Kamloops this Week

Witnesses tell of bullets flying on Merritt street

Trial underway in Kamloops for two men accused of firing multiple shots at a group of men

  • Jun. 1, 2018 11:14 a.m.

—Kamloops this Week

The trial of two men accused of firing multiple shots at a group of men in the street who wanted to fight them began this week in B.C. Supreme Court in Kamloops.

Michael Drynock and Kleon Pop each face a number of charges related to the incident, which took place on a residential street in Merritt on the night of April 22, 2017.

Justice Dev Dley heard from Alex Collins — a witness at the centre of the case — who testified over the course of two days this week.

Court heard Collins, 26, recruited four friends to confront the two men after Drynock sucker-punched him earlier in the day at a house party in the 2500-block of Coldwater Avenue.

Everyone at the party had been drinking and the incident continued outside the home as Collins tried to leave.

Collins testified he said he “was going to come back with my boys and we were going to fight,” which led Pop to pull out what appeared to be a rifle from the trunk of his car, point it at him and reply, “What! What!”

Collins said Drynock punched him a few more times in the back of the head as he left the party. Collins said he then went to the home of his friend, Ed, and waited for him to arrive.

Ultimately, Collins, Ed, Ed’s brother and two other men decided to walk back to the party to confront Drynock and Pop.

Collins testified his intention was to have a fist fight with Drynock and brought his friends as backup in case anyone else at the party tried to jump in.

He said they were not carrying weapons, but defence lawyer Richard Kaiser proposed they were, pointing out Collins knew he was returning to a place where there were guns and would know he needed to protect himself.

“It’s how we settle things in Merritt,” Collins said. “We don’t bring guns.”

It was dark by the time the group arrived and began yelling from the street for Drynock and Pop to come outside to fight, Collins testified.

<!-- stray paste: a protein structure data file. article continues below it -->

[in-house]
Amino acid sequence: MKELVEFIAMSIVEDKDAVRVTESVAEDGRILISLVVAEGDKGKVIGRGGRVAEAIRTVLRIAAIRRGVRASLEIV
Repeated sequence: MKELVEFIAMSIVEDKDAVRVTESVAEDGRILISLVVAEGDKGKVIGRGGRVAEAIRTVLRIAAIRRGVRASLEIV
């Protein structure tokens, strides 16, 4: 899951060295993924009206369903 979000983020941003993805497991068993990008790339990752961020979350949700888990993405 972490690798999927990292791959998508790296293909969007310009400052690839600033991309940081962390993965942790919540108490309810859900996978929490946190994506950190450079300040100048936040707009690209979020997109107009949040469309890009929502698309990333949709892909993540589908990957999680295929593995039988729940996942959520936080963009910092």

No lights were on in the house, he said, noting he saw the curtains behind the front balcony moving. He said the front door opened a few inches and he saw what he thought was the barrel of a rifle poke out.

“They said, ‘You want this?’ and then the shots started going off,” Collins told Crown prosecutor Laura Drake, adding those words sounded like they came from Kleon Pop, though he admitted he couldn’t see who was holding the gun.

Collins said he heard five or six rifle shots and saw dust kicking up off the road as he ran and slid behind a van parked across the street.

He admitted to the defence he didn’t see muzzle flashes when the shooting began.

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After waiting about 15 seconds for the shots to stop, Collins said he and his friends ran toward Diamond Vale elementary, where the five men made sure no one was injured.

Collins said he then saw two people approaching, who said something to the effect of, “You want us? We’re right here,” adding it sounded as though the pair was reloading.

At that point, Collins said, he ran off by himself.

According to police, Pop and Drynock were arrested at the school without incident.

Kaiser suggested to Collins that he ran because he didn’t want to be found by police because he had a gun.

While he admitted he heard police sirens when he was in the field, Collins said he ran because he heard the reloading sounds.

Collins wasn’t interviewed by the RCMP until four days after the incident, court heard, and initially lied to police about being at the home when the shots were fired. When confronted with evidence by an officer that he was there, Collins gave a second statement.

The trial is scheduled for 12 days and began Monday with the testimony of witnesses, primarily the five complainants from the group that confronted Dryknock and Pop.

Dryknock and Pop are facing multiple charges, including intentionally discharging a firearm and being reckless to the lives or safety of other people.

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